The Halal Children’s Home, a faith-based organisation, has called for a legal framework to encourage fostering of orphans and vulnerable young persons in the society to promote nation building.
Mrs Ramatu Abubakar, the Vice President of the organisation, made the appeal in an interview with the News Agency of Nigeria (NAN) on sideline of the 2019 World Adoption Day in Abuja.
The theme of the day is “Fostering: Secure the future”.
An awareness walk organised by the Halal Children’s Home to mark the 2019 event to raise more enlightenment on foster care awaiting to be adopted.
According to her, fostering is key because lot of talk is about adoption, therefore, the need for Nigerians to actually foster children and incorporate them into larger society towards nation building.
Abubakar said: “Fostering is in line with Islamic Law; the difference between adoption and fostering is that by adoption you lose identity of biological parent and take that of adoptive parent.
“While Islam wants you to retain your identity, so you can still take a child into your home and the child retains identity and you will do everything required.
“We want to let Nigerians know these children are in need of home; although Halal Home takes care of these children, the best place for a child is within the family.
“We are encouraging people to come and start the fostering process by taking these children into your home.”
Similarly, Malam Abubakar Sadiq, leader of Ameer One Umar, a faith-based organisation, said that the fate of children who became orphans was not theirs.
According to him, it is important for us to promote fostering within our homes and doing it properly, not taking children and turning them into maids, but taking them in.
“Giving them love, providing them education, ensuring they have the best of clothes, whatever you give to your own children, you give to them, this is really what fostering is about.
“Unfortunately in this part of the world when we say fostering, it is really a family saying that a man has taken the children from the village, because they are poor.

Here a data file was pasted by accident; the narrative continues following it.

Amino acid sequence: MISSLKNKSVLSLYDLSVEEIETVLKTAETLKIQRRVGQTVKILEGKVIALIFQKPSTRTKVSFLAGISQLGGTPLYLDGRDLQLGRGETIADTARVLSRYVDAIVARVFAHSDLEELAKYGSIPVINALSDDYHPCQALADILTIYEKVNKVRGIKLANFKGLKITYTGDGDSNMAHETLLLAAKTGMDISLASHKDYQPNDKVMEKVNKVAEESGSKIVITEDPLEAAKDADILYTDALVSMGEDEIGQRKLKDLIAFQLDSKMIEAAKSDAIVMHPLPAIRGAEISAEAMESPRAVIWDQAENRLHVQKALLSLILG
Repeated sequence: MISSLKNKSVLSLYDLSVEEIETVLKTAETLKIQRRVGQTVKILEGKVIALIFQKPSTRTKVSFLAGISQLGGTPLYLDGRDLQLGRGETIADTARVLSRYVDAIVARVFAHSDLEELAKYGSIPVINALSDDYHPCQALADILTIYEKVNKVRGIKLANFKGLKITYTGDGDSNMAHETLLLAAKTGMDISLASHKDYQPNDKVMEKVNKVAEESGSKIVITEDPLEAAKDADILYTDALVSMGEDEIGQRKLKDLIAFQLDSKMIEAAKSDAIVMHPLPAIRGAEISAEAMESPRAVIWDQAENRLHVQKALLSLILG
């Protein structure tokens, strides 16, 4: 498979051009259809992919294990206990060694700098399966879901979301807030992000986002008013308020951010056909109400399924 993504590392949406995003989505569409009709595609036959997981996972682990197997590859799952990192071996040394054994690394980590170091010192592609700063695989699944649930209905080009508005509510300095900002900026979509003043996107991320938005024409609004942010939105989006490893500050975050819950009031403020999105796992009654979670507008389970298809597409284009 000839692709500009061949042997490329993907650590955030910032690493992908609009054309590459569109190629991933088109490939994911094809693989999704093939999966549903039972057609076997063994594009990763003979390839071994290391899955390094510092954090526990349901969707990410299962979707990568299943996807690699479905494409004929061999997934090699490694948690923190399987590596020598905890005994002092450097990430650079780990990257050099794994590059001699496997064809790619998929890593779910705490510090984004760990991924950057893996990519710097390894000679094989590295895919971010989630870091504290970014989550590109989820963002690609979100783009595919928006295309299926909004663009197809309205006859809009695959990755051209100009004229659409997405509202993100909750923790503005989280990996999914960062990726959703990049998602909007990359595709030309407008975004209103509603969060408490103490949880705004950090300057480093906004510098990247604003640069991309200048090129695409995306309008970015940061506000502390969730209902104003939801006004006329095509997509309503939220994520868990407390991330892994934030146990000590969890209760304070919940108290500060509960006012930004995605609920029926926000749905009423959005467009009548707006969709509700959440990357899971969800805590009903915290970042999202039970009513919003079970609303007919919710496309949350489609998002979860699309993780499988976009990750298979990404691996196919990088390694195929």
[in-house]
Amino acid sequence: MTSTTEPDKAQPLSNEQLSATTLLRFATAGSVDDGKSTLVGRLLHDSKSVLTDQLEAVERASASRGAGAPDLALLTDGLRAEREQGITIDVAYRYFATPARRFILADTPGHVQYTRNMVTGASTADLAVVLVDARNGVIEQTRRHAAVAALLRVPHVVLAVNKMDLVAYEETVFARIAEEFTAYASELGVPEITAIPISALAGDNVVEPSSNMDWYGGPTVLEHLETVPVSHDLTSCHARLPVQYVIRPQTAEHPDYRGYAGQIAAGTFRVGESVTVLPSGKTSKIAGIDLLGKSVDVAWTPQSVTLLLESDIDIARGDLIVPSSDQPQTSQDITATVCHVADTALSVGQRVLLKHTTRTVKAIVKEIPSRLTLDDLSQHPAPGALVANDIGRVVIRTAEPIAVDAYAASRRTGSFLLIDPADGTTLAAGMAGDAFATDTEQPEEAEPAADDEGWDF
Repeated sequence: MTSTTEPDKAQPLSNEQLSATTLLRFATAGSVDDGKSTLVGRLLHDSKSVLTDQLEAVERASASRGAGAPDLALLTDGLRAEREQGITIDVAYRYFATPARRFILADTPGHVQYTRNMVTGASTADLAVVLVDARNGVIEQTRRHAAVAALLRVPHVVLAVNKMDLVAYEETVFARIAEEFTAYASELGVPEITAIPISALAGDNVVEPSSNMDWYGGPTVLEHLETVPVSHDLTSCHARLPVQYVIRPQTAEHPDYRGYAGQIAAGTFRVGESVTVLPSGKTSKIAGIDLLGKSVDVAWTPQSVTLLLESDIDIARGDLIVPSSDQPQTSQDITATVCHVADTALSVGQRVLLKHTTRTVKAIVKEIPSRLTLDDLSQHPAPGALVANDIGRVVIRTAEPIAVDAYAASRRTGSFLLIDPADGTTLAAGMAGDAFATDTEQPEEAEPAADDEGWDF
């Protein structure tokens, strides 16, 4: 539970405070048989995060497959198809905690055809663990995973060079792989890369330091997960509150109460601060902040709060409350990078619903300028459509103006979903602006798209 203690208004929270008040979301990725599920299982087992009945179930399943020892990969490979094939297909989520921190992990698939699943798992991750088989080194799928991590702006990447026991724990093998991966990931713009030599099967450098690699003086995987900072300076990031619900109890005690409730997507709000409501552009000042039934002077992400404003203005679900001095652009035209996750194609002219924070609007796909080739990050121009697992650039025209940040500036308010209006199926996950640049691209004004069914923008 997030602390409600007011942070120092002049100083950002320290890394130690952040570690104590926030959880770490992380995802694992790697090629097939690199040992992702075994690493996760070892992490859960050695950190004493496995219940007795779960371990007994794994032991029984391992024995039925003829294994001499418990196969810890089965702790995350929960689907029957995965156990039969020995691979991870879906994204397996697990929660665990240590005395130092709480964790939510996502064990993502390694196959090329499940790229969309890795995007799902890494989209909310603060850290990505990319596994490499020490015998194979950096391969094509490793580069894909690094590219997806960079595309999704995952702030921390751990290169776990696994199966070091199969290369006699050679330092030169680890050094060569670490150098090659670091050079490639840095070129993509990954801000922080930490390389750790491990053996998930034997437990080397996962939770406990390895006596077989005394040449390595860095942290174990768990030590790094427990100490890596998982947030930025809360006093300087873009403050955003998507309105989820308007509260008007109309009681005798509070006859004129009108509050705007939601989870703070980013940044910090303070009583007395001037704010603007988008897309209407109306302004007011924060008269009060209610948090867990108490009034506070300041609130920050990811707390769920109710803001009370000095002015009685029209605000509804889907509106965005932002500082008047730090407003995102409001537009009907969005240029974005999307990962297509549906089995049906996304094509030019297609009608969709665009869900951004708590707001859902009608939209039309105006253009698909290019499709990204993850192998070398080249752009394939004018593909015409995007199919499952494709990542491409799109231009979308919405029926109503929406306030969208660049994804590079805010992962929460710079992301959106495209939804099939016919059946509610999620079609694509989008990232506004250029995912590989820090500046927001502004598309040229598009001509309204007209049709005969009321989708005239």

“Then turn them into maids and that is not fostering, what you do is you built resentment in the heart of the child.
“You do not build confidence and have feeling that they can be something in life; you do not have to be Muslim to foster a child, it involves everyone,” Sadiq said.
In a separate interview, Mrs Joke Silva, a Nollyhood Actor, told NAN that there were lot of children who did not have home and also lot of homes which did not have children.
She observed that people were wary of what society would think and also maids around children that they fostered, for fear of such children harming the family.
Silva said: “I really do not think those things are tenable, even when the child comes through you.
“You do not foster a child out of pity, you foster a child out of love, there is a big difference, you foster a child out of love because you want the best for that child.
“You will want to give the best to that child, as the best that you are capable of emotionally, financially, physically, you must give the child your best.”
NAN also reports that Halal Children’s Home was established in 2014 by a group of sisters concerned about fostering vulnerable children.
The home, which is registered with the Social Development Services of FCT Administration, has 35 orphans and had taken care of 45 children.